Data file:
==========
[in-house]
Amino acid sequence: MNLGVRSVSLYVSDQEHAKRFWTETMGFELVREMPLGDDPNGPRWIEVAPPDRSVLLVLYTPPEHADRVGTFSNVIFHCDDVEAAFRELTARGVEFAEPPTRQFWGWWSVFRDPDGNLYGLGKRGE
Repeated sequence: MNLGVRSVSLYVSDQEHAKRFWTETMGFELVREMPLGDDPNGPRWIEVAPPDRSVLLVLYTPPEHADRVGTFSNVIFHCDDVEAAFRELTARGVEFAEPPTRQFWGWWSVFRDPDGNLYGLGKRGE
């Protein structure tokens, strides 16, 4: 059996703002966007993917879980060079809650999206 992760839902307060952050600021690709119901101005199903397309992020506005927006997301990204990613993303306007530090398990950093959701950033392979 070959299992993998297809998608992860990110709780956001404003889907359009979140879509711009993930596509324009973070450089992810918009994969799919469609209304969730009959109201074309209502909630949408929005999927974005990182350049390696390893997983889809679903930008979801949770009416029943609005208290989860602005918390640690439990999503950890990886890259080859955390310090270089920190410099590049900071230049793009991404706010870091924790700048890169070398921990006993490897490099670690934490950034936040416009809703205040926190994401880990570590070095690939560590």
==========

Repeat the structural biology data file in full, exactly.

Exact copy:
[in-house]
Amino acid sequence: MNLGVRSVSLYVSDQEHAKRFWTETMGFELVREMPLGDDPNGPRWIEVAPPDRSVLLVLYTPPEHADRVGTFSNVIFHCDDVEAAFRELTARGVEFAEPPTRQFWGWWSVFRDPDGNLYGLGKRGE
Repeated sequence: MNLGVRSVSLYVSDQEHAKRFWTETMGFELVREMPLGDDPNGPRWIEVAPPDRSVLLVLYTPPEHADRVGTFSNVIFHCDDVEAAFRELTARGVEFAEPPTRQFWGWWSVFRDPDGNLYGLGKRGE
């Protein structure tokens, strides 16, 4: 059996703002966007993917879980060079809650999206 992760839902307060952050600021690709119901101005199903397309992020506005927006997301990204990613993303306007530090398990950093959701950033392979 070959299992993998297809998608992860990110709780956001404003889907359009979140879509711009993930596509324009973070450089992810918009994969799919469609209304969730009959109201074309209502909630949408929005999927974005990182350049390696390893997983889809679903930008979801949770009416029943609005208290989860602005918390640690439990999503950890990886890259080859955390310090270089920190410099590049900071230049793009991404706010870091924790700048890169070398921990006993490897490099670690934490950034936040416009809703205040926190994401880990570590070095690939560590």